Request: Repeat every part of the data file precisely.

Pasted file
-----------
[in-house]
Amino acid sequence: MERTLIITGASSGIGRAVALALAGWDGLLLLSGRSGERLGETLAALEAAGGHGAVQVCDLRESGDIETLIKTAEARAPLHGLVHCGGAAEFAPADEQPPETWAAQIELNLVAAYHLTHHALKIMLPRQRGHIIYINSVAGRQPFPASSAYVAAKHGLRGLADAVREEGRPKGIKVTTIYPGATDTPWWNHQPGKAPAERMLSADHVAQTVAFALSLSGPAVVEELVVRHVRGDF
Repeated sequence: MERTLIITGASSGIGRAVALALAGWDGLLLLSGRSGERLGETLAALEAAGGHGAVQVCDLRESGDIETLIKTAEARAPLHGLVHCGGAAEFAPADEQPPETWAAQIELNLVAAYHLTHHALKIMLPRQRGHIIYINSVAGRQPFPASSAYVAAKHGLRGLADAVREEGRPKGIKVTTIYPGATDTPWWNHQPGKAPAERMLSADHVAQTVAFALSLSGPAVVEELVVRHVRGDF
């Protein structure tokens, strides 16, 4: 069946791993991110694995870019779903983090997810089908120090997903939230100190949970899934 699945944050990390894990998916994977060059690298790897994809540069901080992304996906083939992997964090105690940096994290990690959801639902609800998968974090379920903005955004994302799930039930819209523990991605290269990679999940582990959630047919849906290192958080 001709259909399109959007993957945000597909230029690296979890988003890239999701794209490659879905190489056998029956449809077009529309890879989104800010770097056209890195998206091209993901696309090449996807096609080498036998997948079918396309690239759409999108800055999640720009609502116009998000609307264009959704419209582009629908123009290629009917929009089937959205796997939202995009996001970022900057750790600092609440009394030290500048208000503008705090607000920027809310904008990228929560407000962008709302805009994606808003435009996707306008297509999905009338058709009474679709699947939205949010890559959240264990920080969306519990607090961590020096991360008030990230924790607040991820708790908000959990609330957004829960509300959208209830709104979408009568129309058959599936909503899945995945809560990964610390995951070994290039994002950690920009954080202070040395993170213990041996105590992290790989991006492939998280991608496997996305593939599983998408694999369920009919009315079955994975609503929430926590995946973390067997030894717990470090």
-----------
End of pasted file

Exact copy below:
[in-house]
Amino acid sequence: MERTLIITGASSGIGRAVALALAGWDGLLLLSGRSGERLGETLAALEAAGGHGAVQVCDLRESGDIETLIKTAEARAPLHGLVHCGGAAEFAPADEQPPETWAAQIELNLVAAYHLTHHALKIMLPRQRGHIIYINSVAGRQPFPASSAYVAAKHGLRGLADAVREEGRPKGIKVTTIYPGATDTPWWNHQPGKAPAERMLSADHVAQTVAFALSLSGPAVVEELVVRHVRGDF
Repeated sequence: MERTLIITGASSGIGRAVALALAGWDGLLLLSGRSGERLGETLAALEAAGGHGAVQVCDLRESGDIETLIKTAEARAPLHGLVHCGGAAEFAPADEQPPETWAAQIELNLVAAYHLTHHALKIMLPRQRGHIIYINSVAGRQPFPASSAYVAAKHGLRGLADAVREEGRPKGIKVTTIYPGATDTPWWNHQPGKAPAERMLSADHVAQTVAFALSLSGPAVVEELVVRHVRGDF
């Protein structure tokens, strides 16, 4: 069946791993991110694995870019779903983090997810089908120090997903939230100190949970899934 699945944050990390894990998916994977060059690298790897994809540069901080992304996906083939992997964090105690940096994290990690959801639902609800998968974090379920903005955004994302799930039930819209523990991605290269990679999940582990959630047919849906290192958080 001709259909399109959007993957945000597909230029690296979890988003890239999701794209490659879905190489056998029956449809077009529309890879989104800010770097056209890195998206091209993901696309090449996807096609080498036998997948079918396309690239759409999108800055999640720009609502116009998000609307264009959704419209582009629908123009290629009917929009089937959205796997939202995009996001970022900057750790600092609440009394030290500048208000503008705090607000920027809310904008990228929560407000962008709302805009994606808003435009996707306008297509999905009338058709009474679709699947939205949010890559959240264990920080969306519990607090961590020096991360008030990230924790607040991820708790908000959990609330957004829960509300959208209830709104979408009568129309058959599936909503899945995945809560990964610390995951070994290039994002950690920009954080202070040395993170213990041996105590992290790989991006492939998280991608496997996305593939599983998408694999369920009919009315079955994975609503929430926590995946973390067997030894717990470090």